Your source for poker information, culture, and community

» Keys to Table and Seat Selection

By: Zimba
September 8th, 2010 (1:23pm)

Table selectionPoker players casually throw around the idea that table selection is an important part of your game.  There is no doubt that having sound tactics and a good perspective are important, but putting yourself, physically and mentally, in a good position at the table is essential as well.  When you are comfortable at the table, your ability to play your best game increases and so should your results.  Poker is a game where your skill advantage is always relative.  You don’t need to be the best player, only the best positioned at your table.  

The first step to establishing good table and seat selection is to identify what situations in poker make you uncomfortable.  Do you hate playing out of position to loose or aggressive players? Do you play too passively when players are raising you? Do you take advantage of certain poker player styles?  Once you understand your own game strengths and weaknesses, relative to certain playing styles, you can look to find those spots at the table that best suit your game.

I think it makes sense for most people that as the stakes increase that table selection would increase in importance as does the level of your competition.  The lower stakes games will likely be filled with all amateurs. The mid stakes will have numerous regulars with a few amateurs.  At the high stakes, the entire table of regulars may be preying on the one or two relatively weakish players there.  When there aren’t a lot of tables running, you may have limitations on your plans to table and seat select well.

Naturally, if you have the choice, your goal should be to play against less skilled players. Newer faces at the table are more typically less skilled because they don’t play as often.  It doesn’t mean that regulars can’t have fundamental flaws in their game, only that they are more experienced and less likely to expose them.  So keeping an eye out for tables with many unknown names is one key step of good game selection.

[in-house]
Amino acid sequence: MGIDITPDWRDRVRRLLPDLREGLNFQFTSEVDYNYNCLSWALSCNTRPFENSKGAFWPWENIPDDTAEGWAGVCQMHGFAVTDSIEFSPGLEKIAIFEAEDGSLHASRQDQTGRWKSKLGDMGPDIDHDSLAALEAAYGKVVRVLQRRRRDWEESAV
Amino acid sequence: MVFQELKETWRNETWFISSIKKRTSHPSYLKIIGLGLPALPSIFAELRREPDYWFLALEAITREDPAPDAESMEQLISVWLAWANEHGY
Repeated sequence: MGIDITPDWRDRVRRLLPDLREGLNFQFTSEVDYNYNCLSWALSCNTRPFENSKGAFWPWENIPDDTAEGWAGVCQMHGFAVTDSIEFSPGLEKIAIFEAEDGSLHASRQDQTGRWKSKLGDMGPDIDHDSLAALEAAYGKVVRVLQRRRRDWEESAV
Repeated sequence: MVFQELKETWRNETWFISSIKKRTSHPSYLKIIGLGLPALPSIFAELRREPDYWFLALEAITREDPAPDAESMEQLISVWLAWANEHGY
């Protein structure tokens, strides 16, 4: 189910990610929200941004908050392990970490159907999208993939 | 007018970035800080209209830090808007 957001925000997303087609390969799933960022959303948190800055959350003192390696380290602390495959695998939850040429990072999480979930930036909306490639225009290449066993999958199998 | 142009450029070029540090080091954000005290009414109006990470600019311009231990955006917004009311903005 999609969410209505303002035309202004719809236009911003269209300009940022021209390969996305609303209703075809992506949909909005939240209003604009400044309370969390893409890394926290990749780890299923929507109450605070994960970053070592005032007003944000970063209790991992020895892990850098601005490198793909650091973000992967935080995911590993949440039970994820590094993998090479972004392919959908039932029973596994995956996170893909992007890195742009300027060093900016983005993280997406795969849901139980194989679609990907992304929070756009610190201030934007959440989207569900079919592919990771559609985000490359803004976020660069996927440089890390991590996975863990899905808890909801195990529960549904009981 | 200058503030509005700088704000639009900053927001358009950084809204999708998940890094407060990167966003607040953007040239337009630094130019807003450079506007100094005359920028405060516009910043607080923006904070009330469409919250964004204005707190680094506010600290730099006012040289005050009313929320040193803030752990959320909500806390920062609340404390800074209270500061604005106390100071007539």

Another important factor to consider is to look at the table and player stats.  In each poker room lobby, they list the overall table percentage of players seeing the flop and number of hands played per hour.  Most people prefer playing at a table with a higher percentage of players seeing the flop because it indicates loose play overall (tight might be 20%, loose tables 35%).  Loose tables provide opportunities for good players to making money.  Tables that see a lot of hands per hour are popular as well, because more hands seen usually translates to more money won.

Observation of the actual game can provide information as well.  Players will scout a table, taking notes on particularly weak players. If you have poker tracking software while, you can get a sense of a player’s overall VPIP (voluntarily put money in pot percentage) and PFR (pre flop raise percentage) before you sit down to play them. This information will allow you to determine their general style of play.  Whether they are loose or not? Whether they are aggressive or passive? If the table is full of very tight players, it is unlikely that you will find much action or opportunities to make money.

Another factor to consider is that the money usually moves around the table clockwise. So you often want the big stacks to your right, as that gives you position on those players so you can make moves to keep the flow moving in your direction. Conversely, you want smaller stacks that can’t hurt you much on your left.

Aggressive raising players or unpredictable maniacs put you to tough decisions.  As such, it is usually best to try to have them on your right.  That way you have position and the additional information of their action with which to factor in when taking your action. Conversely, it is nice to have the passive players on your left, who won’t put you to tough decisions regularly.  The passive players will play more straight forward.

It is important to remember that if you sit down and the table dynamics change from what you anticipated you can always get up and move to another table with more favorable dynamics.  As you play, take notes on the players so that next time you encounter them you can make quicker table and seat selections. It isn’t an exact science, nor will you always be able to get your ideal seat, but paying close attention to what tables to play and what seats at those tables you prefer will pay serious dividends for your game.

Rounded border

© Poker Curious LLC 2009 | All Rights Reserved. | User Agreement | Privacy Policy | Site Map